I checked this out thinking that it might be interesting on a road trip. When that hadn't happened after 14 renewals I decided I'd better get started on my own. It was a little too scholarly for my aged brain, but, if I'd been reading instead of listening there were definitely some good anecdotes and interesting quotes I would have written down-like what Brigham Young said about slavery and how big the proposed State of Deseret was to be.
Todd Van Meter
Aug 12, 2011 Todd Van Meter rated it it was amazing  ·  review of another edition
Another fascinating book by Mr. Linklater. His hypothesis regarding a unique American frontier experience and its ties to this country's land ownership laws and methods of acquisition is clearly explained and supported with historical examples. The biographical information about Andrew Ellicott is informative and extremely interesting. This is an entertaining and well written book that provides a very interesting take on an area of American history that is often overlooked.
Rob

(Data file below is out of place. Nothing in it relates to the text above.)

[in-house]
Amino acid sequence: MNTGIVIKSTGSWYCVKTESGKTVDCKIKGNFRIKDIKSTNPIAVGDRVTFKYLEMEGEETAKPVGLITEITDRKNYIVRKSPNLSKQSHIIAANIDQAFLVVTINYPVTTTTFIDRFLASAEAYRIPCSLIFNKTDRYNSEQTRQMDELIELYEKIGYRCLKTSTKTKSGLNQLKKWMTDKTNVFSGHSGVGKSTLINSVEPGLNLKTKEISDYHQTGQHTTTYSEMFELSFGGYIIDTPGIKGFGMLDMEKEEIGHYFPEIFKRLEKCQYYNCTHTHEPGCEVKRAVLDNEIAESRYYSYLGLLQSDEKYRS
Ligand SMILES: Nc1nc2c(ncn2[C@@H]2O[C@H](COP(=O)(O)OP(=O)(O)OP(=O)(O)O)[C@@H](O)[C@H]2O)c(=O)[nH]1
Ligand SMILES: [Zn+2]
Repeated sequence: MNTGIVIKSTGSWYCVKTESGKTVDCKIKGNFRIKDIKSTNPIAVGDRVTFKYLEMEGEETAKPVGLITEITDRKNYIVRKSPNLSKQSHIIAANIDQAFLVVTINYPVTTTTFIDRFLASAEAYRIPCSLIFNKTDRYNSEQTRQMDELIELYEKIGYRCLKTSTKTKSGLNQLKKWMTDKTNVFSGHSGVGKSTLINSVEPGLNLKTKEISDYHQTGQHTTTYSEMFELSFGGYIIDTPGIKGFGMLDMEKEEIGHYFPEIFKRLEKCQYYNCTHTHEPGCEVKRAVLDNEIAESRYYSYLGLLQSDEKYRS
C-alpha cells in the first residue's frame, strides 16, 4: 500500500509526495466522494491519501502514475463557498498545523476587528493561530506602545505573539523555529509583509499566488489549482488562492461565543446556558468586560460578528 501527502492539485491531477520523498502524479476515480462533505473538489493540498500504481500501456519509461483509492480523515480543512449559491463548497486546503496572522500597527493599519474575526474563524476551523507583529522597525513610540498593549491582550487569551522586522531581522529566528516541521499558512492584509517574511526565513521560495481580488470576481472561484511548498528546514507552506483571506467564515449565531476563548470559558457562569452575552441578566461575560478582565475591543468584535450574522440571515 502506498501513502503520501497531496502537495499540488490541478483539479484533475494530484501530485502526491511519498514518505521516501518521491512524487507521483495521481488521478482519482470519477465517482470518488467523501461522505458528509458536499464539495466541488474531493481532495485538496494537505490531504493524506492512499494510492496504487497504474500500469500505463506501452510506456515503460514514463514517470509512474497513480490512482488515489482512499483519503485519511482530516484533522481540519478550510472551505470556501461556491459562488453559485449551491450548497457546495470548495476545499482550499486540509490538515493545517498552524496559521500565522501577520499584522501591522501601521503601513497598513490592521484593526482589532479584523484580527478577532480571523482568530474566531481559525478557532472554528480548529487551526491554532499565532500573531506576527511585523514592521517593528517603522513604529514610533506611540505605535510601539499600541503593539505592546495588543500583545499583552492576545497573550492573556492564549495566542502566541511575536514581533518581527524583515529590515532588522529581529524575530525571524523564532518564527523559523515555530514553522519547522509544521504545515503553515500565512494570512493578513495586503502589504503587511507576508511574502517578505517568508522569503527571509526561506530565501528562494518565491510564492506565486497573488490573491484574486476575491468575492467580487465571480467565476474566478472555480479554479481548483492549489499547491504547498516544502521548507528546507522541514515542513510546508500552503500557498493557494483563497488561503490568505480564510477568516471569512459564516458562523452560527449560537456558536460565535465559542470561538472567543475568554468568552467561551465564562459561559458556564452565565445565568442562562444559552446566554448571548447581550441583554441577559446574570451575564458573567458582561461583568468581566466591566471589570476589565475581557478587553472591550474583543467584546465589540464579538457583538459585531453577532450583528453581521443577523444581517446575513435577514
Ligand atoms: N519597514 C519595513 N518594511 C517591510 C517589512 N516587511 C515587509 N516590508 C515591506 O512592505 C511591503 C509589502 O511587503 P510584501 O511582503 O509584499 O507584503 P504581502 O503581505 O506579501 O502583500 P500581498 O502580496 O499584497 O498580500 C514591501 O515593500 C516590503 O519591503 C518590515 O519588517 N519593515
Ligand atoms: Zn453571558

Oct 09, 2013 Rob rated it liked it  ·  review of another edition
An interesting, if far-flung history of the shaping of the physical boundaries of the United States. I don't know whether the thesis was only weakly supported, or if I misinterpreted what the author was initially trying to achieve, but there was still lots of interesting history that I hadn't yet encountered.
Cat.
Nov 23, 2012 Cat. rated it really liked it  ·  review of another edition
Shelves: nonfiction, history
I have to say that I wouldn't have read this with my eyeballs, but listening to it was remarkably interesting. Not what I expected at all, but a completely different point of view of the expansion of America.
Bill Gordon
Oct 08, 2012 Bill Gordon rated it really liked it  ·  review of another edition